On Christmas Day, my twin brother and his wife wanted to attend Catholic mass. We selected the parish church in the neighborhood where we both grew up. I was pleased that my spouse, also Catholic, decided to join us.
My mother-in-law was not feeling strong enough to go out, but she assured us that she would be fine at home alone for a couple hours while we were gone.
…early since parking for the morning service can be hard to find. My brother and I enjoyed seeing old friends, some of whom we have known for more than 50 years.
It is a large, old church, and well-regarded for its long-standing place in the community. Countless friends have been married there, and I have also attended my share of funerals there as well.
We found a pew in the middle of the church and watched the procession, listened to the choir, and sang some hymns. Things were going along fine until the visiting priest giving the homily went on a long rant about “protecting religious liberty” and made statements about “preserving the sanctity of marriage” and specifically against same-sex marriage.
The priest continued for a while, and my spouse and I were growing increasingly uncomfortable. My friends kept looking at us with sadness, shrugs, and bewilderment in their eyes.
But when the priest got to a part by asking people to “rise up against attacks on religious liberty and force acceptance of sin” — specifically stating that those of us who have married someone of the same sex is that sinner and will, in so many words, go to hell — that was it. I had it.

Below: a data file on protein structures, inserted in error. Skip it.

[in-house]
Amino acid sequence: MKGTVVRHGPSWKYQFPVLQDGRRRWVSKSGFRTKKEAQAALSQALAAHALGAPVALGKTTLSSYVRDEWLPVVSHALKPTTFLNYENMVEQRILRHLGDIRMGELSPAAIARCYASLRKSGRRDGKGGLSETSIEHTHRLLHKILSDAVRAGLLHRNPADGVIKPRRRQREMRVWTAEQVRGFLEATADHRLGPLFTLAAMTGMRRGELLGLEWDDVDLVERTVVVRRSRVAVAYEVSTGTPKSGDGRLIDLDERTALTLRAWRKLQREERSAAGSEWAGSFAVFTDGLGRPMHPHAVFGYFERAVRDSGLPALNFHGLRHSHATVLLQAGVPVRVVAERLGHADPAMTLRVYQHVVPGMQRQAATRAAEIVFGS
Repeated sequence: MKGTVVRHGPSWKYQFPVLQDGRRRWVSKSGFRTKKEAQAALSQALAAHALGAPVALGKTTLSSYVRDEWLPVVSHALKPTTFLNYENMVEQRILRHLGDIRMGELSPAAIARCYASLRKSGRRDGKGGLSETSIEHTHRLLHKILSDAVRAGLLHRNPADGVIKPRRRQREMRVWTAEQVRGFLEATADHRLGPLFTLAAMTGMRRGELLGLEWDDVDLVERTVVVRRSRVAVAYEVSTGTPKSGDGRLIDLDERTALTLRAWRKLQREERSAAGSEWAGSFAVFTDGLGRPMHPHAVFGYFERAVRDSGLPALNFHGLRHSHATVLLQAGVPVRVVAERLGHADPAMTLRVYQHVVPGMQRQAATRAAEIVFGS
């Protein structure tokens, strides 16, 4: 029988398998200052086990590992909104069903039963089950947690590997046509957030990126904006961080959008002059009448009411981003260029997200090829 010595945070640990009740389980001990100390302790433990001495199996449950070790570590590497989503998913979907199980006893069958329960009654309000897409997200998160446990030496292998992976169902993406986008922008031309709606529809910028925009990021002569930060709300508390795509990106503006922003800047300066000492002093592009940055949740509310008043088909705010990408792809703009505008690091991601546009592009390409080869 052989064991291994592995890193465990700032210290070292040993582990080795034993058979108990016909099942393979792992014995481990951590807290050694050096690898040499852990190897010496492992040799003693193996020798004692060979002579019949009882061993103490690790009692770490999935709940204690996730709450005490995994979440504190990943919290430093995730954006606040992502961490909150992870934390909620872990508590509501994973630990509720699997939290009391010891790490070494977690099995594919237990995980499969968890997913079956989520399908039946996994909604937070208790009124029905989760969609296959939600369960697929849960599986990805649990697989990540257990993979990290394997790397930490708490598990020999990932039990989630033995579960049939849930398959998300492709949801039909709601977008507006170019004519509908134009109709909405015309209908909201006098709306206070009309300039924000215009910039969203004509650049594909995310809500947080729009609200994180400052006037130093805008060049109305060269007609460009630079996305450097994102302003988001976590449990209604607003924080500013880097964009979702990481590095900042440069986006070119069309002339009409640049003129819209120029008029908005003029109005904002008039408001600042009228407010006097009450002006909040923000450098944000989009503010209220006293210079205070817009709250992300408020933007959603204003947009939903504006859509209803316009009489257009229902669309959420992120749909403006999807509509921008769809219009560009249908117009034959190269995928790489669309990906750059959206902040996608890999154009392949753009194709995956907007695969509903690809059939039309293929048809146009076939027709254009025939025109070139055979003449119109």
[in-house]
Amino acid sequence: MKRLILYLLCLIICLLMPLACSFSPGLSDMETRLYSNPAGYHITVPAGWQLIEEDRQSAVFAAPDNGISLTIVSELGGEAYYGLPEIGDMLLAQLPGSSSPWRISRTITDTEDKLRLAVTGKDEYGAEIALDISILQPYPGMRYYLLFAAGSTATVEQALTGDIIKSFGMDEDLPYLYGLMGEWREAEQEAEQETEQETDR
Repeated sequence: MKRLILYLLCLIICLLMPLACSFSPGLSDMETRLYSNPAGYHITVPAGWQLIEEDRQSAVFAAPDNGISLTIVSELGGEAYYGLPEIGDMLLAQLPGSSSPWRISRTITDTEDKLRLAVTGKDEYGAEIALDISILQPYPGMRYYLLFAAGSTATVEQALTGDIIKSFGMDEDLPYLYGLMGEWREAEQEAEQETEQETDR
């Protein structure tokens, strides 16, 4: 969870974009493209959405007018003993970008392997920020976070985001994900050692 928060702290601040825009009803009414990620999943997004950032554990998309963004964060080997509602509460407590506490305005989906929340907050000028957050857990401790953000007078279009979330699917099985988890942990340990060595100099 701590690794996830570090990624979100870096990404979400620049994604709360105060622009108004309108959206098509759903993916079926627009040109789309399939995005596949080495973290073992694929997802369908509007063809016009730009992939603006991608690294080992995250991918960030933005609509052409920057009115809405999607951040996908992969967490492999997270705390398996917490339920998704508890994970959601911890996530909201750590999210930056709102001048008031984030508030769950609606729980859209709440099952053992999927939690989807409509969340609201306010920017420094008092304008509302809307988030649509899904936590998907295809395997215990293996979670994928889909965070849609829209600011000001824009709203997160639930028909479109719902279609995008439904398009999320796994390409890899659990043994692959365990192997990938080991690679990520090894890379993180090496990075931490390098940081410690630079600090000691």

I glanced up, and saw that my brother was already on his feet, pulling his wife with him toward the aisle. I stood up and my spouse did the same. We decided without direct communication that we had to leave, right then and there.
My brother took my hand and held his wife’s hand with the other. I reached out and held my spouse’s hand. Together, all four of us walked out, hand-in-hand four-abreast, right down the middle aisle of the church.
We arrived in the church’s entry area and started buttoning our jackets (it was raining) when we saw that about a dozen of my friends were gathering around us. Some were excusing “a poor choice of words” by that priest and asking us to return. Some were rationalizing his statements and saying, “it doesn’t apply to you guys.” (Ha, it sure did!) Some were also buttoning up their coats, ready to leave as we were.
I just said, “look, this whole thing is quite unpleasant, and we don’t want to make a scene. Obviously everyone figured out that a group left due to those remarks, so we made our statement. Enough. Time to leave and go home. I will not have our marriage publicly denounced.”
Some of our friends left at the same time, and some others returned. But man, my brother was livid. I sense he’s not through with this. He and his wife had quite a loud conversation in Italian on the way back. I could hear how deeply hurt and angry my brother was and I could feel, hear, and see him defending me — just like he did way back when we were kids.
As for my spouse and me — unfortunately, we’ve heard this crap before. While I cannot say that we are used to it, let’s say that it’s not the first time we’ve heard such statements from Catholic clergy. And we’ve heard much worse from “Christians” who are far worse, hurtful, and hate-filled.
What saddens me is that this priest decided to use Christmas mass for political purposes. That was really, really sad. I was told that he was a “visiting priest.” Well, in my opinion, he can go back to wherever he came from and leave my community and my hometown.
Such began our day, but we did not let it spoil our Christmas. We had fun visiting family instead, and a great Christmas dinner that I joyfully prepared. I am heartened that once again, my brother “has my back” … and my husband’s back, as well.
Life is short: stand with the men you love.